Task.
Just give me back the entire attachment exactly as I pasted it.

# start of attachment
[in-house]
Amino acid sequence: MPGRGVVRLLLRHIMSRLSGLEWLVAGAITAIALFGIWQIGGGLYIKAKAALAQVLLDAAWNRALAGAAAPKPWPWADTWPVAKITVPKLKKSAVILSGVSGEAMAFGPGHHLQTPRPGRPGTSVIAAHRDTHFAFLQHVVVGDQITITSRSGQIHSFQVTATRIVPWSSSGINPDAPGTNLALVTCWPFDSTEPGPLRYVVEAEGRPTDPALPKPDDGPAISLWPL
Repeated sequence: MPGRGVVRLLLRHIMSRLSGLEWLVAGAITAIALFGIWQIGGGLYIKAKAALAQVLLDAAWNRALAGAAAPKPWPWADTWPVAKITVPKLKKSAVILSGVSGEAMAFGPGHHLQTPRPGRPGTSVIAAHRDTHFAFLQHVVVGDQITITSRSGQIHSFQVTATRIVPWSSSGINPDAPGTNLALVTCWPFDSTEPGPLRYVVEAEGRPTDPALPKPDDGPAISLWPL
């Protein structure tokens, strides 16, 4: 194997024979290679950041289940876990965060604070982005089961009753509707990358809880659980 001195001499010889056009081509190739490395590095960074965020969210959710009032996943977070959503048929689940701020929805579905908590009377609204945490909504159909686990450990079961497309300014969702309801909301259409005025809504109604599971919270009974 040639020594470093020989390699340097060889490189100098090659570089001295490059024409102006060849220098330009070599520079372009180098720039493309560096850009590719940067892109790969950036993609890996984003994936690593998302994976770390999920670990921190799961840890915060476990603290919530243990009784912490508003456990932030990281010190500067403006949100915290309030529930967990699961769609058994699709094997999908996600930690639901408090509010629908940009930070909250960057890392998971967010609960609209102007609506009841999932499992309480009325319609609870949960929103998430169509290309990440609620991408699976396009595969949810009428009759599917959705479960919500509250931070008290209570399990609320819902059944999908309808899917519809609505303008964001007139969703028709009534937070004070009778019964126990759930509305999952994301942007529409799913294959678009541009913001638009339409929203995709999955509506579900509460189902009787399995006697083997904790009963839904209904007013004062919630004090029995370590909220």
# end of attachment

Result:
[in-house]
Amino acid sequence: MPGRGVVRLLLRHIMSRLSGLEWLVAGAITAIALFGIWQIGGGLYIKAKAALAQVLLDAAWNRALAGAAAPKPWPWADTWPVAKITVPKLKKSAVILSGVSGEAMAFGPGHHLQTPRPGRPGTSVIAAHRDTHFAFLQHVVVGDQITITSRSGQIHSFQVTATRIVPWSSSGINPDAPGTNLALVTCWPFDSTEPGPLRYVVEAEGRPTDPALPKPDDGPAISLWPL
Repeated sequence: MPGRGVVRLLLRHIMSRLSGLEWLVAGAITAIALFGIWQIGGGLYIKAKAALAQVLLDAAWNRALAGAAAPKPWPWADTWPVAKITVPKLKKSAVILSGVSGEAMAFGPGHHLQTPRPGRPGTSVIAAHRDTHFAFLQHVVVGDQITITSRSGQIHSFQVTATRIVPWSSSGINPDAPGTNLALVTCWPFDSTEPGPLRYVVEAEGRPTDPALPKPDDGPAISLWPL
């Protein structure tokens, strides 16, 4: 194997024979290679950041289940876990965060604070982005089961009753509707990358809880659980 001195001499010889056009081509190739490395590095960074965020969210959710009032996943977070959503048929689940701020929805579905908590009377609204945490909504159909686990450990079961497309300014969702309801909301259409005025809504109604599971919270009974 040639020594470093020989390699340097060889490189100098090659570089001295490059024409102006060849220098330009070599520079372009180098720039493309560096850009590719940067892109790969950036993609890996984003994936690593998302994976770390999920670990921190799961840890915060476990603290919530243990009784912490508003456990932030990281010190500067403006949100915290309030529930967990699961769609058994699709094997999908996600930690639901408090509010629908940009930070909250960057890392998971967010609960609209102007609506009841999932499992309480009325319609609870949960929103998430169509290309990440609620991408699976396009595969949810009428009759599917959705479960919500509250931070008290209570399990609320819902059944999908309808899917519809609505303008964001007139969703028709009534937070004070009778019964126990759930509305999952994301942007529409799913294959678009541009913001638009339409929203995709999955509506579900509460189902009787399995006697083997904790009963839904209904007013004062919630004090029995370590909220």